Page(s): 401 - 424
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    A short historical overview of matched-field processing (MFP) is followed by background material in both ocean acoustics and array processing needed for MFP. Specific algorithms involving both quadratic and adaptive methods are then introduced. The results of mismatch studies and several algorithms designed to be relatively robust against mismatch are discussed. The use of simulated MFP for range, depth and bearing location is examined, using data from a towed array that has been tilted to produce an effective vertical aperture. Several experiments using MFP are reviewed. One successfully demonstrated MFP at megameter ranges; this has important consequences for experiments in global tomography. Some unique applications of MFP, including how it can exploit ocean inhomogeneities and make tomographic measurements of environmental parameters, are considered View full abstract»

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  • Ocean effects on time delay estimation requiring adaptation

    Page(s): 367 - 378
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    In active sonar and in passive sonar localization, time delay is a fundamental parameter whose extraction is vital to the sonar function. The underlying time delay parameter (or parameter vector) contains information about the acoustic source (or reflector) as seen through the ocean at a receiver. The ocean effects require sonar adaptation. A tutorial review of ocean effects in time delay estimation is provided, with references to benchmark work. It covers coherence, time-delay estimation, localization, time-varying time delay estimation, the complexity of the ocean environment, and depth estimation using mode matching View full abstract»

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  • The localization accuracy of a horizontal array observing a narrowband target with partial coherence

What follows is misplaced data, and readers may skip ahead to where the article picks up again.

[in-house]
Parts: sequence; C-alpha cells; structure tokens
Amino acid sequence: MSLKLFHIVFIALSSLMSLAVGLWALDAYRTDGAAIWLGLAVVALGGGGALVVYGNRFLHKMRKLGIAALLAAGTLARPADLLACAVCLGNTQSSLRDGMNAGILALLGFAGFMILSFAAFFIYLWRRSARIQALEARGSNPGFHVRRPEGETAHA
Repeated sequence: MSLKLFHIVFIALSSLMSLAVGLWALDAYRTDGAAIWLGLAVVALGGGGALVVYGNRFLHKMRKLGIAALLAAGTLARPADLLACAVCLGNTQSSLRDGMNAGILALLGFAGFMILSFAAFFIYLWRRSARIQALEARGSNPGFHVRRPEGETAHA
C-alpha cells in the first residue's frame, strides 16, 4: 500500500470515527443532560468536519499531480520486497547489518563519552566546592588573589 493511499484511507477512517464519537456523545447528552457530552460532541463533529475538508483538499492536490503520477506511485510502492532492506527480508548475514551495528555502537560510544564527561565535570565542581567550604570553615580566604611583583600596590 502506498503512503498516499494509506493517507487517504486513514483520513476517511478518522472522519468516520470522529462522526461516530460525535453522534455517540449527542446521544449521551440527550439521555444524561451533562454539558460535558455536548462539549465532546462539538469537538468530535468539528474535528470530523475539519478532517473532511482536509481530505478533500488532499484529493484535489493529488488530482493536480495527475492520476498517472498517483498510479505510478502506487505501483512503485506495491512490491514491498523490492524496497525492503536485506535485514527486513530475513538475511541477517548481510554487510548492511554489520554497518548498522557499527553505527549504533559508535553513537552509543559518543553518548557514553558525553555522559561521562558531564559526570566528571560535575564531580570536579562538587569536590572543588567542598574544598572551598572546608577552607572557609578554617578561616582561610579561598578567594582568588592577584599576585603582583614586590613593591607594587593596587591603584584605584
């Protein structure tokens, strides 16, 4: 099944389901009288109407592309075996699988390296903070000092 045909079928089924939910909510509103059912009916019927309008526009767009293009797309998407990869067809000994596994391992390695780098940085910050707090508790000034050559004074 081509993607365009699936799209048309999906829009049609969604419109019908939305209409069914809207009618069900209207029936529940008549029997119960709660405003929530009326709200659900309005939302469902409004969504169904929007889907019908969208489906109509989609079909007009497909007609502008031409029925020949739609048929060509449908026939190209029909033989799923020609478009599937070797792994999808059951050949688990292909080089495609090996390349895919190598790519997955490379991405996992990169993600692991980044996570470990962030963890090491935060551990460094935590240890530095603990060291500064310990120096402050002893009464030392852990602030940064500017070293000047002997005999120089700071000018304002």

Page(s): 466 - 473
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    The Cramer-Rao lower bound is used to assess the potential localization accuracy of a horizontal array observing a narrowband moving target. The narrowband signal received by the array is assumed to have only partial temporal coherence, which is modeled by taking the signal to be completely coherent over a data block but with an unknown absolute phase from block to block. A numerical example for a linear array illustrates the improvement in localization accuracy caused by an increase in the signal coherence time. The effect of target/array geometry is also studied View full abstract»

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  • Performance comparison of high resolution bearing estimation algorithms using simulated and sea test data

    Page(s): 438 - 446
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    The performance of both the Capon and the MUSIC high resolution bearing estimation algorithms is investigated using both simulated data and sea test data collected with an experimental planar array. The major problem with these estimators is their sensitivity to both system errors and deviations from the assumed noise model. To alleviate this problem, two methods for preprocessing the data before they are input into the high-resolution algorithm are investigated: beam space and sector focused stability. The performance of both high-resolution estimators is examined, using both types of preprocessing, and the results are compared with those for the standard element-space (ES) techniques, assuming both finite cross-spectral-matrix (CSM) averaging errors and weakening target strengths. For the Capon estimator the performance is only superior to the standard element space technique when the CSM is calculated using a small number of averages. For the MUSIC estimator, both preprocessing techniques give clearly superior results over standard space techniques, with the SFS preprocessor performing the best View full abstract»

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  • Range and depth estimation using a vertical array in a correlated multipath environment

    Page(s): 500 - 507